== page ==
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Friday Bird Droppings: Still basking in Orioles prospect praise

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Baseball Prospectus followed Baseball America’s lead in placing five Orioles in its Top 100 prospects list. Very nice.

New Hampshire Fisher Cats v Bowie Baysox
Grayson Rodriguez might be pretty good, you guys.
Photo by: 2021 Rodger Wood/Diamond Images via Getty Images

Good morning, Camden Chatters.

If you’ll allow me to be controversial for a moment, I think it’s a good thing when your baseball team has a very talented minor league system. (Yeah, that’s right, I went out on that limb.)

Prospect publications have begun releasing their yearly rankings of minor league talent, and the Orioles grade out about as highly as any O’s fan could dream. Yesterday, Baseball Prospectus unveiled its Top 101 prospect rankings (why 101 instead of 100? Because this is one better, of course). Five Orioles made the cut, including Adley Rutschman at #2 overall and Grayson Rodriguez at #5, the top-ranked pitcher on the list. Colton Cowser (#46), D.L. Hall (#80), and Gunnar Henderson (#88) round out the Orioles’ representatives.

It’s just the latest praise for Orioles prospects, coming on the heels of Wednesday’s top 100 from Baseball America, which included the same five Orioles, albeit in a different order. BA ranked Rutschman as the #1 prospect in baseball, while BP put him behind Bobby Witt Jr., whom the Royals picked second in the 2019 draft after the O’s selected Rutschman. BA agreed with BP about Rodriguez being the top-ranked pitcher, placing him #6 overall, but was higher on Hall (#52) and Henderson (#57) than on Cowser (#98), the Orioles’ 2021 first-round pick.

However you care to rank them, the point is the same: the Orioles have some real talent coming up through the system, with multiple blue-chippers in the pipeline for the first time in a long while. And we won’t have to wait long to see them, with at least three of that group — Rutschman, Rodriguez, and Hall — likely to make their MLB debuts in 2022. (Assuming there is, you know, a 2022 MLB season.) This is the second straight year the Orioles have had five prospects on Baseball America’s preseason Top 100 list, but before that, it hadn’t happened since 2008. So, yeah, it’s been a minute.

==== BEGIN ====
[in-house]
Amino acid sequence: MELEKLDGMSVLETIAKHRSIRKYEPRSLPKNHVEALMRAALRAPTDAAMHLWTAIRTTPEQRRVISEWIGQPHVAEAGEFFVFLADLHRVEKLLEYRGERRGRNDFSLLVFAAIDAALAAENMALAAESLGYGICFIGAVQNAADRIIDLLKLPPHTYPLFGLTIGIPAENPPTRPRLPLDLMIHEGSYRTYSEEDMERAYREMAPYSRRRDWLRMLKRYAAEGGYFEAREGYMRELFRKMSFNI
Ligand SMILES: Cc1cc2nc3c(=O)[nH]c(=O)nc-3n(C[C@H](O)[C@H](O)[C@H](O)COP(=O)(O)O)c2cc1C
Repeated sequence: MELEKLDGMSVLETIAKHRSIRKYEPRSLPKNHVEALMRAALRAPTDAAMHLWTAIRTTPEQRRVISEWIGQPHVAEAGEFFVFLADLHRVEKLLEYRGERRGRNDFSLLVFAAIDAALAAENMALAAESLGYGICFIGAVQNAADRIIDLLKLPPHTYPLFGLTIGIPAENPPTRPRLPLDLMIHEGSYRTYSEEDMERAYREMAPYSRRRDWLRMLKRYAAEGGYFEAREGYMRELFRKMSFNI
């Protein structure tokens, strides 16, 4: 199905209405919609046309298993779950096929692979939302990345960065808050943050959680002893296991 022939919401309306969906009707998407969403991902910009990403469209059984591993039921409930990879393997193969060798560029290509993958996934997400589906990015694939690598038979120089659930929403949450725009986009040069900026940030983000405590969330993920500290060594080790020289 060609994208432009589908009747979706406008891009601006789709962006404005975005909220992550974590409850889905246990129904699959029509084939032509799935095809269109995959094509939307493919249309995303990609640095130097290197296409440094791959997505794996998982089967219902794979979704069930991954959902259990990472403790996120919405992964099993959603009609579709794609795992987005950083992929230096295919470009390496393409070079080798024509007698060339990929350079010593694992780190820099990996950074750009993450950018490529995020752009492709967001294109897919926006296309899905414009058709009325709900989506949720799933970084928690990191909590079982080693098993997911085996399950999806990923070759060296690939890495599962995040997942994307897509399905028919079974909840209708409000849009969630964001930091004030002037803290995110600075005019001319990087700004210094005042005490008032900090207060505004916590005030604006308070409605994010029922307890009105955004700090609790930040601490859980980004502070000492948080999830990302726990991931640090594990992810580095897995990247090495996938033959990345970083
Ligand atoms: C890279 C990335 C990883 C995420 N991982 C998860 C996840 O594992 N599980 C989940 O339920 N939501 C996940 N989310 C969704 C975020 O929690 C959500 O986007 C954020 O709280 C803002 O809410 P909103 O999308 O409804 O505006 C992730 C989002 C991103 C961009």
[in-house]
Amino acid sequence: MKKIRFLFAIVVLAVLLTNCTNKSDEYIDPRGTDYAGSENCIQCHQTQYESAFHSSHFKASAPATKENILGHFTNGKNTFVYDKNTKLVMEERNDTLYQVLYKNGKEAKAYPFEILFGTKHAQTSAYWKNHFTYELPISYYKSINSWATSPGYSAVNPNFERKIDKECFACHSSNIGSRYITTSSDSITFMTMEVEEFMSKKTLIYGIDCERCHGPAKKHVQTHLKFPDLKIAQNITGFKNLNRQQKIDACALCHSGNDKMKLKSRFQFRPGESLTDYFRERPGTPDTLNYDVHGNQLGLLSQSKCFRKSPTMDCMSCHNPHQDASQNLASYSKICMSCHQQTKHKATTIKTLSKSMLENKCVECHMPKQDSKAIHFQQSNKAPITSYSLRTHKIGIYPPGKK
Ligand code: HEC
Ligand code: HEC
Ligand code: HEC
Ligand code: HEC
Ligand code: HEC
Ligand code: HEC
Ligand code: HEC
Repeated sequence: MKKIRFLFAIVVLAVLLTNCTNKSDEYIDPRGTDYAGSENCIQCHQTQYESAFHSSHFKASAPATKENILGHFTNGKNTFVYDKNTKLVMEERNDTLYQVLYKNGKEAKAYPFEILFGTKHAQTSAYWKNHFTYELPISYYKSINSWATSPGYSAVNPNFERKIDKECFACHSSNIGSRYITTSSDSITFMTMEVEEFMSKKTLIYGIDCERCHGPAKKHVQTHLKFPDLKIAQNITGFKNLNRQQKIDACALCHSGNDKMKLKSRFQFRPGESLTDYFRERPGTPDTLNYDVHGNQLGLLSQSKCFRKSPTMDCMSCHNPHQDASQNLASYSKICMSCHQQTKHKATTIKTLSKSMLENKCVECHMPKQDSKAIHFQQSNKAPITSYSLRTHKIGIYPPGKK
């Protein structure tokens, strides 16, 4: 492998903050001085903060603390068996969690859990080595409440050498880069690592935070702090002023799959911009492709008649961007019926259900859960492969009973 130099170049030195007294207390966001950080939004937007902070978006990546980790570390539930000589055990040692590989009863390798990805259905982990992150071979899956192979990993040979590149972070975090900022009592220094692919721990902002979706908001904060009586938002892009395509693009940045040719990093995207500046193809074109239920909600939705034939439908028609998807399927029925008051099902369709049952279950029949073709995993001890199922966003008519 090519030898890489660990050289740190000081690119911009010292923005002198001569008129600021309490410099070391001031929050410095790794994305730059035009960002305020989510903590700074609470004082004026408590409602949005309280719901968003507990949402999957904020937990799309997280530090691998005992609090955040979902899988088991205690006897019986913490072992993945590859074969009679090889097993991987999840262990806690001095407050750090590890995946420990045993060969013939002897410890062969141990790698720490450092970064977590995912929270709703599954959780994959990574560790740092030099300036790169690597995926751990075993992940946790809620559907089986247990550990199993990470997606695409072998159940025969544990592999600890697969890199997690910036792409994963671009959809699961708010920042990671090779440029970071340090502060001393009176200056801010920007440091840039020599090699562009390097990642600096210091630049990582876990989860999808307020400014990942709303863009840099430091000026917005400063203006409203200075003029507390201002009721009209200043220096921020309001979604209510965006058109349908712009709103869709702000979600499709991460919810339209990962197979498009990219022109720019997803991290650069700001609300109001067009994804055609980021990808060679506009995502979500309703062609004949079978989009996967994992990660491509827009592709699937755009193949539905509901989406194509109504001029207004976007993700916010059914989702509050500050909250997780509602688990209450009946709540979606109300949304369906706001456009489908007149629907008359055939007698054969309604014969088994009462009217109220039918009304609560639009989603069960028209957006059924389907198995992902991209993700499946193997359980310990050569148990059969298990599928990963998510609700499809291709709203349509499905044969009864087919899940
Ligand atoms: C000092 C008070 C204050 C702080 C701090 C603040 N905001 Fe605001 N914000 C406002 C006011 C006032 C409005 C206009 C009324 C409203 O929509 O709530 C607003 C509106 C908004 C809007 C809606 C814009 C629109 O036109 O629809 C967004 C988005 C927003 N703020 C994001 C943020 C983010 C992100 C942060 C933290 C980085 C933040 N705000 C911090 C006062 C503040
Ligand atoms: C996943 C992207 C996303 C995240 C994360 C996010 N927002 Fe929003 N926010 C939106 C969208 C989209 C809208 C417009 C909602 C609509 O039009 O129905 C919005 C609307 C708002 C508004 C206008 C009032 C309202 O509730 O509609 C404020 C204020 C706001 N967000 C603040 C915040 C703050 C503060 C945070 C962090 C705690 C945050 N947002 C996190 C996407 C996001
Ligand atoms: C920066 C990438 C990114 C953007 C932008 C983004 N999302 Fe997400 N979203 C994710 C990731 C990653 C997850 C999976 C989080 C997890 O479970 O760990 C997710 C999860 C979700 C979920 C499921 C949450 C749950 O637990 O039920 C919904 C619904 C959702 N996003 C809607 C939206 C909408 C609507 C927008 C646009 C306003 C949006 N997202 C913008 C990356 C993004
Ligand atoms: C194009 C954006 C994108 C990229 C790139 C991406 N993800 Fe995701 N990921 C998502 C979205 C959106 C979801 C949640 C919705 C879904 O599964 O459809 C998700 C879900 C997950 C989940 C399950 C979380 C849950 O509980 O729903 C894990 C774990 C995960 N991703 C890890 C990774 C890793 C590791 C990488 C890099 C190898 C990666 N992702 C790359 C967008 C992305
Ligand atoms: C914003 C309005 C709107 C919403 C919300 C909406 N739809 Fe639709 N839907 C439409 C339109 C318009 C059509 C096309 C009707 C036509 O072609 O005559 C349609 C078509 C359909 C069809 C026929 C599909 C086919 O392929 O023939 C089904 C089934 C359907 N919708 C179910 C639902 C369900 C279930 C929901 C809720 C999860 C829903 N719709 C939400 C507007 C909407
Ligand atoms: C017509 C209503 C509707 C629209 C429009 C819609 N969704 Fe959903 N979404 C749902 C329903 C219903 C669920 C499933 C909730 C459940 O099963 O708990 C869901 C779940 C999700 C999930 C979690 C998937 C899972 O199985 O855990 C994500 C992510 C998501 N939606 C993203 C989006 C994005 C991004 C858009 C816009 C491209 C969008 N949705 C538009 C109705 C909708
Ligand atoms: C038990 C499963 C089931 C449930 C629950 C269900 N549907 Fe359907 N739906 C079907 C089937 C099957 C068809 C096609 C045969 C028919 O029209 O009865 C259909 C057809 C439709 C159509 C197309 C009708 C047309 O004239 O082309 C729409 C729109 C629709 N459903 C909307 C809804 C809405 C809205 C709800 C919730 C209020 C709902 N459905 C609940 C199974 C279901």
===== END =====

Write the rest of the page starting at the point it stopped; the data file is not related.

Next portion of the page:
And that brings us to today’s Camden Chat Sporcle quiz. Can you name every O’s prospect who has appeared on the BA Top 100 since 2008? There have been 25 different players to do so — many of them appearing on the list in multiple seasons — and I literally just named five of them, so there’s a good starting point. Happy quizzing!

Links

Still No. 1: Rutschman leads five players on Baseball America list - Steve Melewski
Melewski interviews BA’s editor JJ Cooper about the freshly released prospect rankings, including what went into their decision to rank Adley first overall ahead of Bobby Witt Jr. and Seattle’s Julio Rodriguez. And no, it wasn’t just alphabetical by first name.

Looking at more bullpen candidates for 2022; Orioles have 5 top 100 prospects - BaltimoreBaseball.com
Rich Dubroff profiles a few pitchers who have an outside shot of making the Orioles’ bullpen, featuring mostly no-name journeymen along with Gigantic Human Felix Bautista.

Conway on Stallings, Peek and Brnovich - School of Roch
Aberdeen pitching coach Josh Conway talks about three intriguing O’s pitching prospects. It’s impressive that the Orioles acquired all three from the same team, in exchange for veterans who have already departed said team. I’m starting to see why the Angels can never seem to win.

Orioles birthdays and history

Is today your birthday? Happy birthday! Four Orioles were born on this day, including the late Johnny Oates (b. 1946, d. 2004), who both played for and managed the club. The others are 1996 right-hander Keith Shepherd (54), mid-1970s righty Bob Reynolds (75), and the late Sam Mele (b. 1922, d. 2017), who played for the inaugural 1954 Orioles team.

Today marks an ignominious six-year anniversary for the Orioles. On this day in 2016, they officially re-signed Chris Davis to the now-infamous seven-year, $161 million contract that would quickly become one of the most ill-advised in professional sports history. Davis provided a -2.7 bWAR for the life of the deal, and -5.8 if you exclude his lone useful season, 2016. His unprecedented freefall into futility included the worst batting average in MLB history for a qualifying hitter (.168 in 2018) and a league-record 54 straight at-bats without a hit from 2018-19. Davis finally ended the misery by retiring last August, though the O’s still owe him more than $50 million in deferred salary through 2037.